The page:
I do not care about hockey. I never have. At its best, I think it’s like watching exciting knitting—the players zooming back and forth across the screen, scoring, not scoring, falling, trying again. I hate the fighting in hockey. I think its ludicrous that behaviour that would have you clapped in irons on the street is totally acceptable and even encouraged in men’s hockey in this country. I think we have some serious issues to talk about in terms of its professional liability, with head injuries, both physical and psychological that plague players in an overly-macho tough guy culture.

All this aside, I found myself hurrying up the steps of the Oxley today at just before 2 pm. I wanted to catch the end of the men’s semi-final Olympic game. I followed the sounds of cheering and groaning up the stairs to the narrow sports room above the bar. There, business people crammed in together to watch the last 2 minutes of what was undeniably a nail-biting game. The barman ushered me to the back of the room, where a gent gave up his seat for me because he “couldn’t watch.”  We screamed together, we groaned together, people jumped up and fist pumped the bar when we won. Through all this, beer was served, and outside, the traffic lights kept ticking over on their automatic timers, green, yellow, red.

I was happy to be there, happy to have something to care about in common with this group of strangers. Happy to have the rules of normal life suspended for a few minutes, where we can all have a beer at 1:30 pm and scream and cheer out loud about something as seemingly silly as a hockey game.

Because I do have very divided feelings about this. At the beginning of these Olympic Games, I made a conscious decision not to watch. I am a supporter of gay rights, and I think Russia’s policies are barbaric and the Olympic committee’s refusal to re-locate the games was a slap in the face to everything the incredibly brave Russian gay community has fought for, and gay men and women the world over who face discrimination and persecution every day. My tiny drop in the bucket of protest would be denying broadcast networks the opportunity to count me as a viewer for their sponsors, to conscientiously object.  Yet here I am, circumventing this rule with a pint and the Oxley’s TV, getting really into a cornerstone event of the Russian-hosted Olympic games.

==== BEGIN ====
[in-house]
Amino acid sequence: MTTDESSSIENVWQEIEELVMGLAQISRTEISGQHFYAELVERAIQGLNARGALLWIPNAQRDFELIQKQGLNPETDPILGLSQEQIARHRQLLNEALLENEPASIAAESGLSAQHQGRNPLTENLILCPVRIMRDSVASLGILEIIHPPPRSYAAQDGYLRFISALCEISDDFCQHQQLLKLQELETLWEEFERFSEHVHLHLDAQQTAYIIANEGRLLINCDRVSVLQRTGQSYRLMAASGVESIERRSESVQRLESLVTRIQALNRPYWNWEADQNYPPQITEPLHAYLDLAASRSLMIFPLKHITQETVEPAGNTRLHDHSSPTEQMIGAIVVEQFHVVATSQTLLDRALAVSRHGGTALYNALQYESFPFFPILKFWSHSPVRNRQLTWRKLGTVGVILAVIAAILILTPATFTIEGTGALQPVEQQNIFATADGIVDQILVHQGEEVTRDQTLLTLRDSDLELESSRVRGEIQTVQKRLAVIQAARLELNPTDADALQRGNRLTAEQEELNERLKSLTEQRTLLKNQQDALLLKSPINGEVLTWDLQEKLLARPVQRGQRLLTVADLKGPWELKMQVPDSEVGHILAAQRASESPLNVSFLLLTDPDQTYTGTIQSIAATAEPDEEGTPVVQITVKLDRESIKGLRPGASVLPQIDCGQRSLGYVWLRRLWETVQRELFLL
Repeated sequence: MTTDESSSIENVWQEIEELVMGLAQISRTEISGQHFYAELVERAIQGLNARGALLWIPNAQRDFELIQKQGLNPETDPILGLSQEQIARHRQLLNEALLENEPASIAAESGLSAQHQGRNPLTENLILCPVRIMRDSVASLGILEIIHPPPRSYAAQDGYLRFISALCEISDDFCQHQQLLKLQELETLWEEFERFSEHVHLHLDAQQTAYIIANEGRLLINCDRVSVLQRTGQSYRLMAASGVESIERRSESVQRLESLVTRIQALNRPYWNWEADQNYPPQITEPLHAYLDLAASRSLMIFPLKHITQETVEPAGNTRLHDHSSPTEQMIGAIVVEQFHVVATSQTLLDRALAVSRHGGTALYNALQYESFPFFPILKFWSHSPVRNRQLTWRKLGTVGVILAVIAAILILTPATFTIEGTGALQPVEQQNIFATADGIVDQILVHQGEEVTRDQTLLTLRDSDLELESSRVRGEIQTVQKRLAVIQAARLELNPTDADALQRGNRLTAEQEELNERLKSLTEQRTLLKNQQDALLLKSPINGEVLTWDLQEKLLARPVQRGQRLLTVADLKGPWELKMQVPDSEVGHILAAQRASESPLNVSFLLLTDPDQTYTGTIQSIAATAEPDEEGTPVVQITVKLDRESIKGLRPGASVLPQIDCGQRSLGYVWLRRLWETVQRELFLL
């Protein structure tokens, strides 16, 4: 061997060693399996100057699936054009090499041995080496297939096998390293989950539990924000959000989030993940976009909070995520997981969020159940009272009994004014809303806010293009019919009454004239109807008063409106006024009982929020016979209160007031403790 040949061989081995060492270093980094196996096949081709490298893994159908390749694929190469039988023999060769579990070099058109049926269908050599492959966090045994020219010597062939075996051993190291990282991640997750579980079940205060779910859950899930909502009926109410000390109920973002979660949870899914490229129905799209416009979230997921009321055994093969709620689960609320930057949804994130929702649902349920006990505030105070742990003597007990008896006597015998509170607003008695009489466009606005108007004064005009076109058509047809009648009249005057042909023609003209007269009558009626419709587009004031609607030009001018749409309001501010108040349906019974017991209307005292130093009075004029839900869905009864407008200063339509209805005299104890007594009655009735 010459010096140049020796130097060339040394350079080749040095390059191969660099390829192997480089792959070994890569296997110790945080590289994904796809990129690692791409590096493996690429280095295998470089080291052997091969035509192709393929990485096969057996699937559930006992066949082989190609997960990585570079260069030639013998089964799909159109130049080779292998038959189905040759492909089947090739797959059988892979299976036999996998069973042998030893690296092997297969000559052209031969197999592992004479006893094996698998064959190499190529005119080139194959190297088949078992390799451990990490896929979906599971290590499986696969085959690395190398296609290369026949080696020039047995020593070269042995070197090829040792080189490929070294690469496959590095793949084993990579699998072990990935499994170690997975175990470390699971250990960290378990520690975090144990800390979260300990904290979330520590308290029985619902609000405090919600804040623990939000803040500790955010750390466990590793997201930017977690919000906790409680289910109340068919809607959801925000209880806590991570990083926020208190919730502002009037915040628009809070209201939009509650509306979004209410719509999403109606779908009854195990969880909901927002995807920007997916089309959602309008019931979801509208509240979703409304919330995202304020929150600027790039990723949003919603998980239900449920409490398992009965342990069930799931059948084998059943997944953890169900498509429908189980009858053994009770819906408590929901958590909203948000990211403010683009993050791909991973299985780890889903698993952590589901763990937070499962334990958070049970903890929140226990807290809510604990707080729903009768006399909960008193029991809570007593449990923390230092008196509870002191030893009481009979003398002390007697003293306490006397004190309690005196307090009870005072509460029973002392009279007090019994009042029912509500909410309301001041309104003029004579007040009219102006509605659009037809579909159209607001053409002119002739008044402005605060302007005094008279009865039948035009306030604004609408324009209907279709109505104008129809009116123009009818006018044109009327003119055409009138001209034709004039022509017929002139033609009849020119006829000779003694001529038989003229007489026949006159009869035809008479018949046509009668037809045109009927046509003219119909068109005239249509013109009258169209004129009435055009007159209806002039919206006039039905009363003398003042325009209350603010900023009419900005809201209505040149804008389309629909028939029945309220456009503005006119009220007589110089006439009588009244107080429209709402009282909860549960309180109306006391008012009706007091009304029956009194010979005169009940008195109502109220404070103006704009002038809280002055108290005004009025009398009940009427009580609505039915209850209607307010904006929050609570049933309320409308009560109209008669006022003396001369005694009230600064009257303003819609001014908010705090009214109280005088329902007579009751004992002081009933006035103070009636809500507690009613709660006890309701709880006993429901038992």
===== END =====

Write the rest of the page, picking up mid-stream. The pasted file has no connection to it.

I also have severe discomfort about the attention hockey games are getting when people are literally fighting for their lives in places like the Ukraine and Venezuela. This morning, I read about the tentative resolution the Ukrainian government has reached, and viewed incredible photographs of people taking terrible risks, including death, to defend their political beliefs.

In the face of this immense human suffering, how can we drink beer and cheer for a game? A playwright of my acquaintance wrote on her Facebook page that it was akin to watching the 1936 Olympics hosted by Hitler. At the time, I thought about how right she was. Remembering the context of those Olympic Games, weren’t Jesse Owens’ multiple gold medals all the sweeter for have triumphed in the face of a regime that thought he was racially inferior? Wasn’t the international community right to celebrate his win, right to be there and report it and share it with a wide audience? His sporting achievement went far beyond merely being a personal one.

I am here in the bar, writing in the warm glow of the better part of a pint of bitter and the knowledge that Canada’s men’s team won a big game today. I don’t know the answer to my own questions. I think the best I can manage right now is that life is always an incredible jumble of sweet and sour, joy and sorrow. Canada celebrates a hockey victory, and in another nation, people are living in makeshift camps in a public square, risking death to fight an unjust regime. As a little girl, I used to think about how every day it was someone’s birthday, someone else’s deathday,  someone’s wedding day, someone else’s laundry day. Every day, the whole world over encompasses a multitude of events, happenings, personal stories. This knowledge does not absolve us of the serious responsibility we have to bear witness to each other’s suffering, to speak out against injustice, to put our money where our mouth is and to fight the good fight.  It should galvanize us to live more fully, to know that every time we cheer, someone else is weeping, that for every new friend we make, someone else has just lost someone dear to them. How are you going to square that for yourself? For me, it’s an ongoing struggle.